Just a couple months after launching its new smartphone, South Korean tech company, Samsung, announced it is pulling what was supposed to be its flagship product from the market entirely.
If you have heard stories about the Samsung Galaxy Note 7 melting, catching fire, or even spontaneously bursting into flames, it may sound unbelievable, but the reports are very real.
These days, just about everyone has a smartphone. In fact, about 68 percent of Americans own one, and that number is projected to jump considerably within the next few years.
However, these devices contain batteries that have been known to short circuit and cause fires. If you have been injured by a smartphone, computer, or any other kind of electronic device, contact a Washington, D.C. personal injury lawyer right away.
Problems with Lithium Batteries
Electronics are part of everyday life for most people, and they definitely make life easier. However, they are still a consumer product, and they are not error-free. In some cases, electronics have caused serious and even fatal injuries.
As reported by the New York Times, Samsung initially tried to salvage the Galaxy Note 7 by recalling 2.5 million phones sold in 10 countries after reports surfaced of the phone’s battery causing fires. In the United States alone, there were at least 92 reports of Note 7 phone batteries overheating, resulting in 26 burn injuries and 55 instances of property damage.
Once Samsung began receiving reports of replacement phones also overheating, it decided to scrap the Note 7 entirely — a move tech experts say is almost unprecedented in the industry and particularly with such a heavily hyped product.
The demise of the Note 7 is a blow for Samsung, which may lose up to $10 billion in connection with the defective phone. Lithium batteries have caused trouble in other products, including laptops, hover boards, and electric cars.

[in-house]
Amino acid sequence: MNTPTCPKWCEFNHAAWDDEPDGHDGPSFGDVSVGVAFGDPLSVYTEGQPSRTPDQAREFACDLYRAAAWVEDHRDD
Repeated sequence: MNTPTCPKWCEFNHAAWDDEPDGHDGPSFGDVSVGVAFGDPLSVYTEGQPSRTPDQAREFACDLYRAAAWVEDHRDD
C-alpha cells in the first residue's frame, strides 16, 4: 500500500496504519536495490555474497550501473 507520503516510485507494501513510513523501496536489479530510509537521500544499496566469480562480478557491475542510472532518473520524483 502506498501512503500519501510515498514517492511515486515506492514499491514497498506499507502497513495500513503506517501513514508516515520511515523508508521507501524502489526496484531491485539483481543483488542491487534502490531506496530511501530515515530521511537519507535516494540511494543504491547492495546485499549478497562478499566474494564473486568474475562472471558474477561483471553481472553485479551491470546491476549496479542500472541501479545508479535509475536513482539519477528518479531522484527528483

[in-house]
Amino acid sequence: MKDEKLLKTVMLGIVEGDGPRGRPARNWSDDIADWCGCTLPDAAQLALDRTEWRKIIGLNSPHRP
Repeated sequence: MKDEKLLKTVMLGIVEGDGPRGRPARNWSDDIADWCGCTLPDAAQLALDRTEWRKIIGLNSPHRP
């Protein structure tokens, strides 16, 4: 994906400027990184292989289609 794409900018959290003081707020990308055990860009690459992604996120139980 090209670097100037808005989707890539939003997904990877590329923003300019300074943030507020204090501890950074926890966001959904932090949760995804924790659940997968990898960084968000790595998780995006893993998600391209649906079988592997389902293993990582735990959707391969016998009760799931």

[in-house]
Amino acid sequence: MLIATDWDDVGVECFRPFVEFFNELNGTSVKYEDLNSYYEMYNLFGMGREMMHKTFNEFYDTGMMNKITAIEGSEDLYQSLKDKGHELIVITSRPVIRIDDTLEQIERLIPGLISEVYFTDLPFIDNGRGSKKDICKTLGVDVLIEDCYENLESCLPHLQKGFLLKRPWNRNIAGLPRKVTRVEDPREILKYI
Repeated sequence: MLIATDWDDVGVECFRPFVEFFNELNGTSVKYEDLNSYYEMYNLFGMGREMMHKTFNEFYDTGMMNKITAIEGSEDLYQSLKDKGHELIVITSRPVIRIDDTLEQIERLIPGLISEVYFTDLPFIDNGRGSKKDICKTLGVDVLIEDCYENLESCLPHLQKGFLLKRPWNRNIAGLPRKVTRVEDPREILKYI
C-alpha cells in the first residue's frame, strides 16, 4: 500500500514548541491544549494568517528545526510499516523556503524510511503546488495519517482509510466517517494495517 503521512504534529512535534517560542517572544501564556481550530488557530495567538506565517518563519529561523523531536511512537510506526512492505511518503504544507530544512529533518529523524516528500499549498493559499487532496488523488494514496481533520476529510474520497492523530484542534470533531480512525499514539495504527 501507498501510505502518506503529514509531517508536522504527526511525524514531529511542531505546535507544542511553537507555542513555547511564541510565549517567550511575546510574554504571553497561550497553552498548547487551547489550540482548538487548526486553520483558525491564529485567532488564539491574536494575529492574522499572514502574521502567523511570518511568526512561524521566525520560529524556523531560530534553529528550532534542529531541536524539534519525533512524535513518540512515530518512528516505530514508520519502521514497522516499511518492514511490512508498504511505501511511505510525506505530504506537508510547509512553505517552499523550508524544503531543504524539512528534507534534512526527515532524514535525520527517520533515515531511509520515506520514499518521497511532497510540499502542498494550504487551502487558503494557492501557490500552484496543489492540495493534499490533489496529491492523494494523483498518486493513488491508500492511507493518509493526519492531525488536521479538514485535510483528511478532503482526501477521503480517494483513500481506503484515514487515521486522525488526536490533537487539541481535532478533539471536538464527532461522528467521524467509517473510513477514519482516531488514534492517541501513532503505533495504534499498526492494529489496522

According to CNET, lithium battery short circuits are typically caused by a puncture in the super-thin sheet of plastic that separates the battery’s positive and negative sides. The same problem happened in Nokia cell phones in 2009, and to certain iPhones in 2015 and 2016.
There has also been at least one death linked to an exploding smartphone. The death occurred in China, when a computer store sales associate’s smartphone exploded in his shirt pocket, severing the artery in his neck. Numerous other people have been burned by defective smartphones and other products containing lithium batteries.
Help for Product Liability Claims
When defective products cause an injury, it may be possible for the injured person to file a claim against the product’s designer, manufacturer, and other parties responsible for putting the product on the market. Just because a product has been recalled does not mean an injured consumer does not have a claim for money damages.
When you have been hurt by an exploding smartphone, you deserve more than just a new phone and a “We’re sorry” from the company that made it. You shouldn’t have to pay for medical bills or property damage caused by a defective product.
Talk to a Washington, D.C. Personal Injury Lawyer Today
As a consumer, you count on the products and electronics you buy to be safe. When you bring something into your home, you expect it to perform the way it is intended to perform.
If you have been hurt by a product, you may be entitled to compensation for your injuries. Call The Rich Firm, PC today to speak to a lawyer today about your case.
- The Hallmarks of a Product Liability Case
- Economic vs. Non-Economic Damages as They Pertain to Personal Injury Law